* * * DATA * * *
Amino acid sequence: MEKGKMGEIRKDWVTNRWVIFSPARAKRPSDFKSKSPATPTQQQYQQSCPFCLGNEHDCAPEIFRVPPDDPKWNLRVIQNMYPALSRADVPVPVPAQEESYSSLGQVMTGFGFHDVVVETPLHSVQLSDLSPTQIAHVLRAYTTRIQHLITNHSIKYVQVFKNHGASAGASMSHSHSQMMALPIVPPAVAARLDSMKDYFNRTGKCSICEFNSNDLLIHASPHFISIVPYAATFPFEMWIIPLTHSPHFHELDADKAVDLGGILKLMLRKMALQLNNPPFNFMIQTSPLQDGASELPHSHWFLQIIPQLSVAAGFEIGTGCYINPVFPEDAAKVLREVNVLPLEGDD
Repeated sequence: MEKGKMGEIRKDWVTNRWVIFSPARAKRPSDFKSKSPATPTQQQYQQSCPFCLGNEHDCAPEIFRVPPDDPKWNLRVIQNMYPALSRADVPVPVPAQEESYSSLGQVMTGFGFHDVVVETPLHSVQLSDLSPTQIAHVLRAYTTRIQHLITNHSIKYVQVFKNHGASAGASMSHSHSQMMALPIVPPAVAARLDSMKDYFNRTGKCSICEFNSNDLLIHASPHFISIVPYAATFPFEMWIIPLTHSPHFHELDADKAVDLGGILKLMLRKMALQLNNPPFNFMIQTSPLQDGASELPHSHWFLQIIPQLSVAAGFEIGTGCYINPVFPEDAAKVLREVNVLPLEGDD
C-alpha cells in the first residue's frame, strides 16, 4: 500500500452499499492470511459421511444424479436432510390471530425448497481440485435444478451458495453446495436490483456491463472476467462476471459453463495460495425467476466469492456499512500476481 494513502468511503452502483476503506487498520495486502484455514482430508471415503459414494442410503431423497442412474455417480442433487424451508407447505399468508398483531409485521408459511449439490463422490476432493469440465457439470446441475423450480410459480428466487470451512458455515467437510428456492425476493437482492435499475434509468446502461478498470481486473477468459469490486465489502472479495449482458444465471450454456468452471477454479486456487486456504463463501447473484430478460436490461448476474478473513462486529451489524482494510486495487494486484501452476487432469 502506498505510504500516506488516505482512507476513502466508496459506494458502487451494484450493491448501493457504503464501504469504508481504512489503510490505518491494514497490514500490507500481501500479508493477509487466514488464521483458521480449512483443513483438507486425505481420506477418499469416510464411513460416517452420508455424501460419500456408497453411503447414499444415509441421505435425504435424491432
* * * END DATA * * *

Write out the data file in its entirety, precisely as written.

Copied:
Amino acid sequence: MEKGKMGEIRKDWVTNRWVIFSPARAKRPSDFKSKSPATPTQQQYQQSCPFCLGNEHDCAPEIFRVPPDDPKWNLRVIQNMYPALSRADVPVPVPAQEESYSSLGQVMTGFGFHDVVVETPLHSVQLSDLSPTQIAHVLRAYTTRIQHLITNHSIKYVQVFKNHGASAGASMSHSHSQMMALPIVPPAVAARLDSMKDYFNRTGKCSICEFNSNDLLIHASPHFISIVPYAATFPFEMWIIPLTHSPHFHELDADKAVDLGGILKLMLRKMALQLNNPPFNFMIQTSPLQDGASELPHSHWFLQIIPQLSVAAGFEIGTGCYINPVFPEDAAKVLREVNVLPLEGDD
Repeated sequence: MEKGKMGEIRKDWVTNRWVIFSPARAKRPSDFKSKSPATPTQQQYQQSCPFCLGNEHDCAPEIFRVPPDDPKWNLRVIQNMYPALSRADVPVPVPAQEESYSSLGQVMTGFGFHDVVVETPLHSVQLSDLSPTQIAHVLRAYTTRIQHLITNHSIKYVQVFKNHGASAGASMSHSHSQMMALPIVPPAVAARLDSMKDYFNRTGKCSICEFNSNDLLIHASPHFISIVPYAATFPFEMWIIPLTHSPHFHELDADKAVDLGGILKLMLRKMALQLNNPPFNFMIQTSPLQDGASELPHSHWFLQIIPQLSVAAGFEIGTGCYINPVFPEDAAKVLREVNVLPLEGDD
C-alpha cells in the first residue's frame, strides 16, 4: 500500500452499499492470511459421511444424479436432510390471530425448497481440485435444478451458495453446495436490483456491463472476467462476471459453463495460495425467476466469492456499512500476481 494513502468511503452502483476503506487498520495486502484455514482430508471415503459414494442410503431423497442412474455417480442433487424451508407447505399468508398483531409485521408459511449439490463422490476432493469440465457439470446441475423450480410459480428466487470451512458455515467437510428456492425476493437482492435499475434509468446502461478498470481486473477468459469490486465489502472479495449482458444465471450454456468452471477454479486456487486456504463463501447473484430478460436490461448476474478473513462486529451489524482494510486495487494486484501452476487432469 502506498505510504500516506488516505482512507476513502466508496459506494458502487451494484450493491448501493457504503464501504469504508481504512489503510490505518491494514497490514500490507500481501500479508493477509487466514488464521483458521480449512483443513483438507486425505481420506477418499469416510464411513460416517452420508455424501460419500456408497453411503447414499444415509441421505435425504435424491432